Department of Physics, University of California, Berkeley
Materials Sciences Division, Lawrence Berkeley National Laboratory
I describe experiments on single and coupled superconducting flux qubits (quantum bits) in which the quantum state is measured with a Superconducting QUantum Interference Device (SQUID). The flux qubit exhibits the properties of a spin-1/2 system, including superposition of quantum states. Two qubits, coupled by their mutual inductance and by screening currents in the readout SQUID, produce a ground state |0> and three excited states |1>, |2> and |3>. Microwave spectra reveal an anticrossing between the |1> and |2> energy levels. The level repulsion can be reduced to zero by means of a current pulse in the SQUID that changes its dynamic inductance and hence the coupling between the qubits. The results are in good agreement with predictions. The ability to switch the coupling between qubits on and off permits efficient realization of universal quantum logic. A major source of decoherence in the flux qubit is 1/f flux noise (f is frequency). The source of this noise, first observed in SQUIDs, has until now remained a puzzle for a quarter of a century. I describe a model for the origin of flux noise that involves the locking of single electron spins in traps. The model explains the essential experimental facts.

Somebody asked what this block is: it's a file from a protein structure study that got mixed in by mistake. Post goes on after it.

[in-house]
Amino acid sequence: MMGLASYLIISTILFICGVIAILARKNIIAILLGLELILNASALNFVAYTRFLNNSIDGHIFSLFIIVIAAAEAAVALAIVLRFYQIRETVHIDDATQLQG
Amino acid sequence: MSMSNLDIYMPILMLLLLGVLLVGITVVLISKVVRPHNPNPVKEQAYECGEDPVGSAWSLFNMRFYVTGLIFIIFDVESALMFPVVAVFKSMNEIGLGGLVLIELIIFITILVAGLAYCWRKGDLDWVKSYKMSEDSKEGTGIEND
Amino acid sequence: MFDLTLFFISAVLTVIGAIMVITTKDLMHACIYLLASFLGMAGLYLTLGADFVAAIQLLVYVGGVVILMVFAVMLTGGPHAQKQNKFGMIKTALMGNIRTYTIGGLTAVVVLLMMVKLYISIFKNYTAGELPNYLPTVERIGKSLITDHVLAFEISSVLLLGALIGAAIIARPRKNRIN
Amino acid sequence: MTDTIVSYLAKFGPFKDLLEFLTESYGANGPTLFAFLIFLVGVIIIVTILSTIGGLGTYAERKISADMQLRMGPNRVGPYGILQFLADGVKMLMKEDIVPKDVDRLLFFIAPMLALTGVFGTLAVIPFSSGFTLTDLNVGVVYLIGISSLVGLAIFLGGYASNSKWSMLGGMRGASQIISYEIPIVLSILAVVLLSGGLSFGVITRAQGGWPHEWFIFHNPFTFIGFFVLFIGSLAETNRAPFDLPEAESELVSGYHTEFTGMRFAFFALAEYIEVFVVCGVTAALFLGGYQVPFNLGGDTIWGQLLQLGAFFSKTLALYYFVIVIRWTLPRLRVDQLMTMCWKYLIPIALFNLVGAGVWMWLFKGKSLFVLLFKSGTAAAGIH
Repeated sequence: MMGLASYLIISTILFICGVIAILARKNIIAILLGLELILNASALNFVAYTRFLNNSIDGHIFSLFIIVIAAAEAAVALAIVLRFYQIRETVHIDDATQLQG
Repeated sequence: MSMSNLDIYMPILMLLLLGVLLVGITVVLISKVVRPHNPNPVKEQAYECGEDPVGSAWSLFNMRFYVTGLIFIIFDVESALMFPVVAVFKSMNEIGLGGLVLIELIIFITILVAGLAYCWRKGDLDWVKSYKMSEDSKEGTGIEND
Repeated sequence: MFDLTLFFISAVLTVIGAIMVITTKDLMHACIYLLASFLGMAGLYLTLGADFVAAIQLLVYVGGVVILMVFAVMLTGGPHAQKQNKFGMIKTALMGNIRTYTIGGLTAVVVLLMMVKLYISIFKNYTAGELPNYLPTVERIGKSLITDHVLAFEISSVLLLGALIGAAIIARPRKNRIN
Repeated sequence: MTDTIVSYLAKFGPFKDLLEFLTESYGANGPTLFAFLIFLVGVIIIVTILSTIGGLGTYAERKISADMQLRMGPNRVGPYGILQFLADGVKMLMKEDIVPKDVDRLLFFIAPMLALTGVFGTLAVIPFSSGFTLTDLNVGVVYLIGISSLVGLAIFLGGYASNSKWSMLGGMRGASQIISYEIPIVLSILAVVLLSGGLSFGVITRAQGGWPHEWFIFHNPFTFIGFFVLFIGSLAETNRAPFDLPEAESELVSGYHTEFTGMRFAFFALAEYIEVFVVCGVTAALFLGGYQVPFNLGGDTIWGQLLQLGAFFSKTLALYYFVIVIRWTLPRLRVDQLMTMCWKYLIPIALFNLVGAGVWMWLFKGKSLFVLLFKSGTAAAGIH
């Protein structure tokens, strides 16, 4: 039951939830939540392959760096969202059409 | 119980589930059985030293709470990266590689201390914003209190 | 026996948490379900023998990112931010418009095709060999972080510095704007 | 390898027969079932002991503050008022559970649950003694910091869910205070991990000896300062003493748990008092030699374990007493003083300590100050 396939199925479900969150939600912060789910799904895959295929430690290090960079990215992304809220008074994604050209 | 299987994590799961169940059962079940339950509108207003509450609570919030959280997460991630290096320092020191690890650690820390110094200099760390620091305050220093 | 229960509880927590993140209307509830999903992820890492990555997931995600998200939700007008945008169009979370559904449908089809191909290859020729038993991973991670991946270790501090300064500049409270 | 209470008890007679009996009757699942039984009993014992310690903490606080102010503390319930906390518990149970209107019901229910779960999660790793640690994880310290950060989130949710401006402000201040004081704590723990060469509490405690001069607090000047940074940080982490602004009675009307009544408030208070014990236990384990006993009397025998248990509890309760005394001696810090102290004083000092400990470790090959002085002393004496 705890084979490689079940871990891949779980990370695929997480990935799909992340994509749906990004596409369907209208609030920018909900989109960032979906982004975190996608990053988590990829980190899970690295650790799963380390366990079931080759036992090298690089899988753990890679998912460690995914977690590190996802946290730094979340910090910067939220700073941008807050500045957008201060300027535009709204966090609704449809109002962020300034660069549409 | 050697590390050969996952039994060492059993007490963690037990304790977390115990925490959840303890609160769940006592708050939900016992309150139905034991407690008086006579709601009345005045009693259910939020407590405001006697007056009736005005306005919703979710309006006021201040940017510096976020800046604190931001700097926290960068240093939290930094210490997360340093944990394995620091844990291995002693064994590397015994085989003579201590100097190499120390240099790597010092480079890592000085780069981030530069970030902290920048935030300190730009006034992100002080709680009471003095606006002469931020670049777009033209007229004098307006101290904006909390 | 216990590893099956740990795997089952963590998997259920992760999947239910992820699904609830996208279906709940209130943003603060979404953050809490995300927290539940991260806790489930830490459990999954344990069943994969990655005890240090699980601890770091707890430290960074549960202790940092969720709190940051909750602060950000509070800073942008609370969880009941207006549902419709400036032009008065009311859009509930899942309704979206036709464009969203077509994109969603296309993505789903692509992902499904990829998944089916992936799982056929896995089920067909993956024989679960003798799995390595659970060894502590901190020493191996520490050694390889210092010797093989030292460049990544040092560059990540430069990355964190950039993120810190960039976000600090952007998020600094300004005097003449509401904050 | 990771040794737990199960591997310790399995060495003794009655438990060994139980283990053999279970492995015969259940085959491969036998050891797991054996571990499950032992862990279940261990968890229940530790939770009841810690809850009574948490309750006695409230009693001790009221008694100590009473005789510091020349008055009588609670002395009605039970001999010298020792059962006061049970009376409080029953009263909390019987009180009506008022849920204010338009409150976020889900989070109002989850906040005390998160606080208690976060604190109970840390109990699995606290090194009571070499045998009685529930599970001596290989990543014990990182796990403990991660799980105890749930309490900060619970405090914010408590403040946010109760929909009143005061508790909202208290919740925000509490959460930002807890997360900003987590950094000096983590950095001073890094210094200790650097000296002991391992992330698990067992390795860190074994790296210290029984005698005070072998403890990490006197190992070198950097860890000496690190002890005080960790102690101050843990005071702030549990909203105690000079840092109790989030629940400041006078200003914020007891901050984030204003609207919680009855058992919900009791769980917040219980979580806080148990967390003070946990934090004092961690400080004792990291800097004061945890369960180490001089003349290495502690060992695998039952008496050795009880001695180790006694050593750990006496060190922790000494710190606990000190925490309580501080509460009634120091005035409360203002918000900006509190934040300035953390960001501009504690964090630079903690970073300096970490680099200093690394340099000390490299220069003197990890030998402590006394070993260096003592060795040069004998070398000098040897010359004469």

This work is in collaboration with T. Hime, R.H. Koch, B.L.T. Plourde, P.A. Reichardt, T.L. Robertson, A. Ustinov, D. DiVincenzo, K.B. Whaley, F.K. Wilhelm and C.-E. Wu, and supported by AFOSR, ARO, DOE and NSF.